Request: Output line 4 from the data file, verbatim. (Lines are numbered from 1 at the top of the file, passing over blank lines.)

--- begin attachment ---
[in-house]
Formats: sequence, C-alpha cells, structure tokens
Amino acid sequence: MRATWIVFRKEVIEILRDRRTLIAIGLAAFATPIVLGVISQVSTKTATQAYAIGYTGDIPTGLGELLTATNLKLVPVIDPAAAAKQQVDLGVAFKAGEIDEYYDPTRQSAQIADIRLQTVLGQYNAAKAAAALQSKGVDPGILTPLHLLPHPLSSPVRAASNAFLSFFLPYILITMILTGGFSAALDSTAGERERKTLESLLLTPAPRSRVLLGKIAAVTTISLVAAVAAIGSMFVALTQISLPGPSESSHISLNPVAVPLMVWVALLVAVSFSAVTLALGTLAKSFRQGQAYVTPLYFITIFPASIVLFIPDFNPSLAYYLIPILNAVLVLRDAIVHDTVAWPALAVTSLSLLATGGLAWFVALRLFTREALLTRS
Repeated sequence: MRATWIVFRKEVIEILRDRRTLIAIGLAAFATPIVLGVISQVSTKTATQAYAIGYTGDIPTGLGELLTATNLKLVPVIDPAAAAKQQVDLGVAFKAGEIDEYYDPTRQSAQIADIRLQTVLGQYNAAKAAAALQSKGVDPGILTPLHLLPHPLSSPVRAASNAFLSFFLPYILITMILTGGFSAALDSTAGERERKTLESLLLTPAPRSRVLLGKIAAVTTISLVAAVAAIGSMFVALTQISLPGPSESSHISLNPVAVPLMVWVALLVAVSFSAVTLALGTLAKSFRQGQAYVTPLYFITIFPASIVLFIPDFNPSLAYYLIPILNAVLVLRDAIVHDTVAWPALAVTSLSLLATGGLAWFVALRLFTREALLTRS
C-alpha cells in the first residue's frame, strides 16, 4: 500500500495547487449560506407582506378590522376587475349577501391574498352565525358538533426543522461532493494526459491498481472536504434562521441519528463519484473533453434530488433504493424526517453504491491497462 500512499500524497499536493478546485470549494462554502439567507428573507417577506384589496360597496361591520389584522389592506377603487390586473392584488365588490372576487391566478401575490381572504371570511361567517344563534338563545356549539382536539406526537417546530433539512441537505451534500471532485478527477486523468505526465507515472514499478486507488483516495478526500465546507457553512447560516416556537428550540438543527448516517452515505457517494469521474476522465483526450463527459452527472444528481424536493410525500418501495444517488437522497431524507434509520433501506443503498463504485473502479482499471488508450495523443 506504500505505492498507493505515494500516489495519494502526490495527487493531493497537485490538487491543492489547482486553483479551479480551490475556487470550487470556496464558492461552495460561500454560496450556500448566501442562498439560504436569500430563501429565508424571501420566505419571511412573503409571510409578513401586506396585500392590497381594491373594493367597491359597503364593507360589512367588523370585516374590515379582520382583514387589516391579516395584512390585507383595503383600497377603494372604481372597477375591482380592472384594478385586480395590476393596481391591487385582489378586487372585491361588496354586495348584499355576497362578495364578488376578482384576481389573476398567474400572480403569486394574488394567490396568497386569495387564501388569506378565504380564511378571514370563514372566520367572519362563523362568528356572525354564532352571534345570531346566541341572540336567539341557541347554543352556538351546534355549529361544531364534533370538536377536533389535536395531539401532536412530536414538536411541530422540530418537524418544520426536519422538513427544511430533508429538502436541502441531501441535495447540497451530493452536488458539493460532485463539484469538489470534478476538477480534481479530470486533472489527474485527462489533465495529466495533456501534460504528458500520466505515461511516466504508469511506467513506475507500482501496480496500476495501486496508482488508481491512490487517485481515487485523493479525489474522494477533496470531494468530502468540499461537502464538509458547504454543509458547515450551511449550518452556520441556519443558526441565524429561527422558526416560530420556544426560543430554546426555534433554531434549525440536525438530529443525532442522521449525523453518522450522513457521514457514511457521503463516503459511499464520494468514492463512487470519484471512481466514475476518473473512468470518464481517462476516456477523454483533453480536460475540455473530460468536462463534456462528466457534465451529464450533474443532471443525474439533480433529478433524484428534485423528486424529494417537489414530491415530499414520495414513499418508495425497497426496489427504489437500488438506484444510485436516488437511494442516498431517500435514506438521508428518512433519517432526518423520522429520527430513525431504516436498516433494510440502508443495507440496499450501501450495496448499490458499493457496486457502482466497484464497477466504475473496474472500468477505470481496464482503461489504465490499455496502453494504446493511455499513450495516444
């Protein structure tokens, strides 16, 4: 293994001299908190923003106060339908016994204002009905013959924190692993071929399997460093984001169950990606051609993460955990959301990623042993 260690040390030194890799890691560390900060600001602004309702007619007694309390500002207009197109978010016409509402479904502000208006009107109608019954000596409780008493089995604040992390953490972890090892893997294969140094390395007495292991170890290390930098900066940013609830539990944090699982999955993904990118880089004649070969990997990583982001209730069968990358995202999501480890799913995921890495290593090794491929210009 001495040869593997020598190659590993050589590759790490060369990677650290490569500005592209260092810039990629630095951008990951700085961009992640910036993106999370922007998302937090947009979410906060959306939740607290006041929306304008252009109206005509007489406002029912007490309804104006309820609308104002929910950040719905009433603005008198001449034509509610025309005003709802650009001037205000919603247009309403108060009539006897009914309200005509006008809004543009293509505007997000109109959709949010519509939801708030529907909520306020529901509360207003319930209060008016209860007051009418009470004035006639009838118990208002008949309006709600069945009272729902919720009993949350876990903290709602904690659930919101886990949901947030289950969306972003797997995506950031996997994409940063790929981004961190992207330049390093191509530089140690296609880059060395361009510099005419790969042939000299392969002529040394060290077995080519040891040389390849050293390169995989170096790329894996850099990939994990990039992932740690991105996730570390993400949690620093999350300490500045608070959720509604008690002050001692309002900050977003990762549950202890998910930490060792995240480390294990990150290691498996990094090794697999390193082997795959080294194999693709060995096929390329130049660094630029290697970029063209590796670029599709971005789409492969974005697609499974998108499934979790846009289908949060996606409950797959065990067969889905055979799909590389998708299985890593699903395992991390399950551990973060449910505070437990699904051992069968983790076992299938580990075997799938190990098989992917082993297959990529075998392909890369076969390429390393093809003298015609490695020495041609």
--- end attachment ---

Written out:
Repeated sequence: MRATWIVFRKEVIEILRDRRTLIAIGLAAFATPIVLGVISQVSTKTATQAYAIGYTGDIPTGLGELLTATNLKLVPVIDPAAAAKQQVDLGVAFKAGEIDEYYDPTRQSAQIADIRLQTVLGQYNAAKAAAALQSKGVDPGILTPLHLLPHPLSSPVRAASNAFLSFFLPYILITMILTGGFSAALDSTAGERERKTLESLLLTPAPRSRVLLGKIAAVTTISLVAAVAAIGSMFVALTQISLPGPSESSHISLNPVAVPLMVWVALLVAVSFSAVTLALGTLAKSFRQGQAYVTPLYFITIFPASIVLFIPDFNPSLAYYLIPILNAVLVLRDAIVHDTVAWPALAVTSLSLLATGGLAWFVALRLFTREALLTRS